My husband and I spent the week following the cruise replaying the sexy details and discussing where we felt our journey headed next. Having previously expressed my desire to explore deeper connections, my husband wasn’t surprised when I brought up the idea of us each finding a boyfriend/girlfriend to spend time with privately. I was excited when he divulged that he felt his first connection, or at least a potential and curiosity for one, with a special girl on the cruise. It was relieving and joyful to share in his epiphany. Any fear he may have had about my intrigue surrounding my new male friends seemed to fade away as he empathized with how incredible that sort of connection felt.
J and I began texting every few days and talking on the phone weekly. There was always more to discuss than there was time to. We started from scratch getting to know each other. We traded stories about past experiences and new relationships that were evolving. Our chats were full of laughter. Our mutual love for conversation surrounding sex, love and relationships was obvious. The frequency of our exchanges increased steadily.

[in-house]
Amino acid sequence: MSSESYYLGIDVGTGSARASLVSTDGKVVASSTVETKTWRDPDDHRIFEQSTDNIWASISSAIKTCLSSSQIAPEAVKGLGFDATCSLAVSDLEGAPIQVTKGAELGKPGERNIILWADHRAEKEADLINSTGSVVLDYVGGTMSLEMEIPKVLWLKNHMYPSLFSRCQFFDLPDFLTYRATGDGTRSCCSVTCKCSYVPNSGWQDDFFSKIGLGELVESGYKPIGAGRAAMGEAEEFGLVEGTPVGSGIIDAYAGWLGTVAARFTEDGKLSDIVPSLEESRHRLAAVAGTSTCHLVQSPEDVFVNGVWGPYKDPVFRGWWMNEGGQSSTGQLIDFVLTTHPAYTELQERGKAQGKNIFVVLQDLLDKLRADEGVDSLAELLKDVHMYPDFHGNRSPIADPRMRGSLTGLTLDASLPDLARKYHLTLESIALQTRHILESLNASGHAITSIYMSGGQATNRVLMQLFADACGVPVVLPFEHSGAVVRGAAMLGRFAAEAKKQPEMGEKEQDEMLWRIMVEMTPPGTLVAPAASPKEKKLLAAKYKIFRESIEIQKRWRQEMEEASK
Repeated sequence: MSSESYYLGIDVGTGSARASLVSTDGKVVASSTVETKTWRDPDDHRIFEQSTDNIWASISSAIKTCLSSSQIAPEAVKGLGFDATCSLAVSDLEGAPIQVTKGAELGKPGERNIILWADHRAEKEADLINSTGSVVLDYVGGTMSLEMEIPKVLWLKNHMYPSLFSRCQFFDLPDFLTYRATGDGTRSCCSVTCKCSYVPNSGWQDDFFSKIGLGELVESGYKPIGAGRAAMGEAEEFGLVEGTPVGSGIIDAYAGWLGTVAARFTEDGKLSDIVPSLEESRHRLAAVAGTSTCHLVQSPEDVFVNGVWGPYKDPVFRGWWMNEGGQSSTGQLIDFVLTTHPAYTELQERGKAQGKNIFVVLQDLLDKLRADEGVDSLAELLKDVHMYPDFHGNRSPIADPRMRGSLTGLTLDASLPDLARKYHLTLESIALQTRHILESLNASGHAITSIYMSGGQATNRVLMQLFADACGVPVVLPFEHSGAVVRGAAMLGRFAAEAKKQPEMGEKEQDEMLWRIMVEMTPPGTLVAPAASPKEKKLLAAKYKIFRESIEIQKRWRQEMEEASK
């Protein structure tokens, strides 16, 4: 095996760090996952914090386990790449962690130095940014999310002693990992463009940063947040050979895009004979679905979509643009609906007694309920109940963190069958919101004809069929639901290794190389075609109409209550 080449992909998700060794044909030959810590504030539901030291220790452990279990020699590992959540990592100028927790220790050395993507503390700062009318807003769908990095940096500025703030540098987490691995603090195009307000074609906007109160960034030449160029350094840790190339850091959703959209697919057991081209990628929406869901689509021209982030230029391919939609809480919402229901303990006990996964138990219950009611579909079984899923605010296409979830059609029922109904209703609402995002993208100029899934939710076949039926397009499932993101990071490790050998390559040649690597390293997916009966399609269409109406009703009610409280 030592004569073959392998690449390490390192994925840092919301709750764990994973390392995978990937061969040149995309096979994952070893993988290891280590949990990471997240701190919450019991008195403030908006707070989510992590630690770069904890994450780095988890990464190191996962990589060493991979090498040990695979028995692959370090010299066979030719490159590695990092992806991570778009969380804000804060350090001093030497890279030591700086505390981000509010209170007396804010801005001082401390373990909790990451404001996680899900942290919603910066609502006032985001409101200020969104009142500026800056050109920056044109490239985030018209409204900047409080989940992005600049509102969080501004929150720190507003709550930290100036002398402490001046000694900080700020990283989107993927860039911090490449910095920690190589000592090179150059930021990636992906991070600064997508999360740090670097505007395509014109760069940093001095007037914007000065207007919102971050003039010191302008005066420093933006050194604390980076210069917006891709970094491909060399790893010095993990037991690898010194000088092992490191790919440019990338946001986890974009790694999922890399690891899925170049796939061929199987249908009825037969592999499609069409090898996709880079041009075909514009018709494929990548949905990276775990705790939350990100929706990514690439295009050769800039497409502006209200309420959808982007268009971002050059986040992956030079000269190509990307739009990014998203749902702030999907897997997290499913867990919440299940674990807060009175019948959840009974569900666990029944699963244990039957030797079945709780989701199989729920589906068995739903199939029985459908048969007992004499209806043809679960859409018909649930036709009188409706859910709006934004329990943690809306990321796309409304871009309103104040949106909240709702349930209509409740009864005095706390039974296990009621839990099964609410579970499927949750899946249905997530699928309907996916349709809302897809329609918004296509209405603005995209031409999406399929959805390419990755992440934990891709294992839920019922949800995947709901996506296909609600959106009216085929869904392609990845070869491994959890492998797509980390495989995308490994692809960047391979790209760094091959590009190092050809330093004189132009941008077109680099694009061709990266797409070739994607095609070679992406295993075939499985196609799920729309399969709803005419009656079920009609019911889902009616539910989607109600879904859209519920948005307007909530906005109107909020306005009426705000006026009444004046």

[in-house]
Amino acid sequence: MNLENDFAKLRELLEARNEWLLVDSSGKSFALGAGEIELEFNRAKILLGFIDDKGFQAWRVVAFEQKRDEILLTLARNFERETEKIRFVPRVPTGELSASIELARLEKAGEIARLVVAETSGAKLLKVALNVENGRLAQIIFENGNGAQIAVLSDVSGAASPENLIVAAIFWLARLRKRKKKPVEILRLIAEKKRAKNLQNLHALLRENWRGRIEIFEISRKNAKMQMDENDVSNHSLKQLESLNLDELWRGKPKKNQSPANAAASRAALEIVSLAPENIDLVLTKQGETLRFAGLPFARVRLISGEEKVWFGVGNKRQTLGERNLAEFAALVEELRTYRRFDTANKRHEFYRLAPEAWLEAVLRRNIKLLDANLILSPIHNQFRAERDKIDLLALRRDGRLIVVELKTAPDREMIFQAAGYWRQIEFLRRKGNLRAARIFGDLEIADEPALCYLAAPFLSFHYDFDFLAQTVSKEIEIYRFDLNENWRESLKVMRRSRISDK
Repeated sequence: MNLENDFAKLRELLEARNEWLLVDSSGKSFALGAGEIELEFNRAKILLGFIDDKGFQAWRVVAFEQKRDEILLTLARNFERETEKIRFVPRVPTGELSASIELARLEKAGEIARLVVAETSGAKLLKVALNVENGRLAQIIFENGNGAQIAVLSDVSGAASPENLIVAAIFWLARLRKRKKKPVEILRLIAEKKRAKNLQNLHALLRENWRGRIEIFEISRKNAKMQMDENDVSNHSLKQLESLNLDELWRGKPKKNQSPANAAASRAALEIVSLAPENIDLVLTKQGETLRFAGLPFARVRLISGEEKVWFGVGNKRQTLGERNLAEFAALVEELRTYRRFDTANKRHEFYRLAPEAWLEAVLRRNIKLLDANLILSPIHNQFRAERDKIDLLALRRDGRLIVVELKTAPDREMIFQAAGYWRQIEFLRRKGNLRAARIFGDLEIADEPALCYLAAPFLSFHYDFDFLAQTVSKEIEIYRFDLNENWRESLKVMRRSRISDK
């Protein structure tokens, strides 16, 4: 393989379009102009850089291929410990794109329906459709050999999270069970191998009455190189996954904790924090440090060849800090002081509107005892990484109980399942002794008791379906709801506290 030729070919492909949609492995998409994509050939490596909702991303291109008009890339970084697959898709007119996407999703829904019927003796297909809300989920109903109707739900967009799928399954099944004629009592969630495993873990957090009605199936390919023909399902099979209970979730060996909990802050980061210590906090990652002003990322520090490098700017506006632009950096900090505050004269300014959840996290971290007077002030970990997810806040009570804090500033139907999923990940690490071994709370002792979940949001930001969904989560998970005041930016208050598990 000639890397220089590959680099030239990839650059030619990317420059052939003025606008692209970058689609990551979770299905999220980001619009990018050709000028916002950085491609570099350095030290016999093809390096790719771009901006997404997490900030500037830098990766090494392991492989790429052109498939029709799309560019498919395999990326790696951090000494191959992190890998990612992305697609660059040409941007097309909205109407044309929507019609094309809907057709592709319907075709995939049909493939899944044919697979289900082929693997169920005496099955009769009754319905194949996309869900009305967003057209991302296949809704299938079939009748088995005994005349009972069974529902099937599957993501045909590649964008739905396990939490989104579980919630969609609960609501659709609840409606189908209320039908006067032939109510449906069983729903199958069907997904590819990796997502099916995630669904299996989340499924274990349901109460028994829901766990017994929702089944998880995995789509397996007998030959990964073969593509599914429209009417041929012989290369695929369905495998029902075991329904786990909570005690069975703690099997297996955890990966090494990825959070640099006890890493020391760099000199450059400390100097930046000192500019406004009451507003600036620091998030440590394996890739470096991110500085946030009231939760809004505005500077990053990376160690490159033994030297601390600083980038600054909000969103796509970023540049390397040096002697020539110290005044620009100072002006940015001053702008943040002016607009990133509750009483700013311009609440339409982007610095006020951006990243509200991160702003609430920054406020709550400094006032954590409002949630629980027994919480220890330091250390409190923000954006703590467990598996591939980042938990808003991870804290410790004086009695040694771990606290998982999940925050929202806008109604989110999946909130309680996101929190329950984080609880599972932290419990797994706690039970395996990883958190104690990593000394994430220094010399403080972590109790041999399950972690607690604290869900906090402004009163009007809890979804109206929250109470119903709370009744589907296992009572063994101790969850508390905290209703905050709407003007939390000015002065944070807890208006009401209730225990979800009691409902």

My husband noticed my sudden increase in attachment to my phone. He was surprised that J and I could spend more than an hour talking. He checked our phone record to determine exactly how much communication we were having. Discovering that I had sent 88 texts to another man and only 16 to him during the same time period was the first twinge of insecurity my husband experienced. We’ve become quite familiar with these twinges, which I refer to as weebles. Sudden bouts of discomfort caused by jealousy and/or insecurity. I tried explaining that the amount of texts seemed logical as J and I were just getting to know each other. We had lots of ground to cover. Soon after, I caught my husband reading my texts. I flipped out. Feeling distrusted was a foreign feeling. But my over reaction spurred a hesitation in him, as he wondered what I had to hide. Looking back, I don’t blame him for being curious. It’s the first time I had shown such interest in another man. I can imagine the slew of unfamiliar thoughts and feelings that evokes. My husband explained his discomfort with me giving more of my attention to someone else. He needed to feel like he was still and would always be the most important person in my life. That was the first lesson I learned. If I was going to be enthralled and distracted by the excitement of new relationship energy, I had to ensure my husband’s needs weren’t neglected in doing so. It requires a conscious effort on my part to make him feel special. I found that giving doesn’t come as naturally to me as it does to my husband. And that I both required and appreciated honest feedback in order to maintain keen awareness of how I was or wasn’t meeting his needs.